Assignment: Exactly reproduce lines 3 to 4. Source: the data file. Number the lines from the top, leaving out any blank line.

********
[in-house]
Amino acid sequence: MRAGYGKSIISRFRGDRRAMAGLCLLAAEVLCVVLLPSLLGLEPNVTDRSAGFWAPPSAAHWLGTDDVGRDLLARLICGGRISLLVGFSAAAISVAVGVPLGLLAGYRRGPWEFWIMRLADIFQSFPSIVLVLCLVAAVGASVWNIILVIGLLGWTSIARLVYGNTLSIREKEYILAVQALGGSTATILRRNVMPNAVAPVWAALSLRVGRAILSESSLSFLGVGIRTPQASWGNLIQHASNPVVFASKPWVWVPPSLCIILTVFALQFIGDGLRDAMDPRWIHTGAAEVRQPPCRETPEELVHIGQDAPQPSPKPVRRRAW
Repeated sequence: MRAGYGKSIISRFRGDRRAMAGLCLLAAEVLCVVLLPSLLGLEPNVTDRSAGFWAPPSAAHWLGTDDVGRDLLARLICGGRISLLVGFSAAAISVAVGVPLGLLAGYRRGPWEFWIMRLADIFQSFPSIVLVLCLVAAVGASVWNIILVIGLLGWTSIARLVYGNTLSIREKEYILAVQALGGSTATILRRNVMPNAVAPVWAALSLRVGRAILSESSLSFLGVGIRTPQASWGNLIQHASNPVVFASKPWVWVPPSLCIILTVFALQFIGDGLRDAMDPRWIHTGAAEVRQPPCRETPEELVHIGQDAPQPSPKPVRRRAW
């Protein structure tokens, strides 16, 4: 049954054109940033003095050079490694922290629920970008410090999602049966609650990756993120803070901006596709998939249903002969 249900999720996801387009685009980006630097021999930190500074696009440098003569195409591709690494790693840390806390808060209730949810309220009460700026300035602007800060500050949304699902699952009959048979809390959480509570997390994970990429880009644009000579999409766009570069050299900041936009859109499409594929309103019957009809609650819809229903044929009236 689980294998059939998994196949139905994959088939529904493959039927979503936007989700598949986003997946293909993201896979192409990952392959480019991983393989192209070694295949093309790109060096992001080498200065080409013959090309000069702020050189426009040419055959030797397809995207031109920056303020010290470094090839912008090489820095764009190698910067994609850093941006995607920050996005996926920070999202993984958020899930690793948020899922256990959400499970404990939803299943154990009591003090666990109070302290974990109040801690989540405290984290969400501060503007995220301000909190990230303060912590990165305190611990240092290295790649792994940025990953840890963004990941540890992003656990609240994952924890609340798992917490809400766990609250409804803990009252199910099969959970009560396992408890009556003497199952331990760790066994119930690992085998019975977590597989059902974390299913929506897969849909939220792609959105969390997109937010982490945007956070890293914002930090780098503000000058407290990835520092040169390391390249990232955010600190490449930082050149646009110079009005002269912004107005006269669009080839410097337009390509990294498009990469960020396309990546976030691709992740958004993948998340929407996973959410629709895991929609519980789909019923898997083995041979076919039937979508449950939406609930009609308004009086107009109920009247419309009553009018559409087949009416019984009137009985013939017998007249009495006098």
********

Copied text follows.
Repeated sequence: MRAGYGKSIISRFRGDRRAMAGLCLLAAEVLCVVLLPSLLGLEPNVTDRSAGFWAPPSAAHWLGTDDVGRDLLARLICGGRISLLVGFSAAAISVAVGVPLGLLAGYRRGPWEFWIMRLADIFQSFPSIVLVLCLVAAVGASVWNIILVIGLLGWTSIARLVYGNTLSIREKEYILAVQALGGSTATILRRNVMPNAVAPVWAALSLRVGRAILSESSLSFLGVGIRTPQASWGNLIQHASNPVVFASKPWVWVPPSLCIILTVFALQFIGDGLRDAMDPRWIHTGAAEVRQPPCRETPEELVHIGQDAPQPSPKPVRRRAW
């Protein structure tokens, strides 16, 4: 049954054109940033003095050079490694922290629920970008410090999602049966609650990756993120803070901006596709998939249903002969 249900999720996801387009685009980006630097021999930190500074696009440098003569195409591709690494790693840390806390808060209730949810309220009460700026300035602007800060500050949304699902699952009959048979809390959480509570997390994970990429880009644009000579999409766009570069050299900041936009859109499409594929309103019957009809609650819809229903044929009236 689980294998059939998994196949139905994959088939529904493959039927979503936007989700598949986003997946293909993201896979192409990952392959480019991983393989192209070694295949093309790109060096992001080498200065080409013959090309000069702020050189426009040419055959030797397809995207031109920056303020010290470094090839912008090489820095764009190698910067994609850093941006995607920050996005996926920070999202993984958020899930690793948020899922256990959400499970404990939803299943154990009591003090666990109070302290974990109040801690989540405290984290969400501060503007995220301000909190990230303060912590990165305190611990240092290295790649792994940025990953840890963004990941540890992003656990609240994952924890609340798992917490809400766990609250409804803990009252199910099969959970009560396992408890009556003497199952331990760790066994119930690992085998019975977590597989059902974390299913929506897969849909939220792609959105969390997109937010982490945007956070890293914002930090780098503000000058407290990835520092040169390391390249990232955010600190490449930082050149646009110079009005002269912004107005006269669009080839410097337009390509990294498009990469960020396309990546976030691709992740958004993948998340929407996973959410629709895991929609519980789909019923898997083995041979076919039937979508449950939406609930009609308004009086107009109920009247419309009553009018559409087949009416019984009137009985013939017998007249009495006098």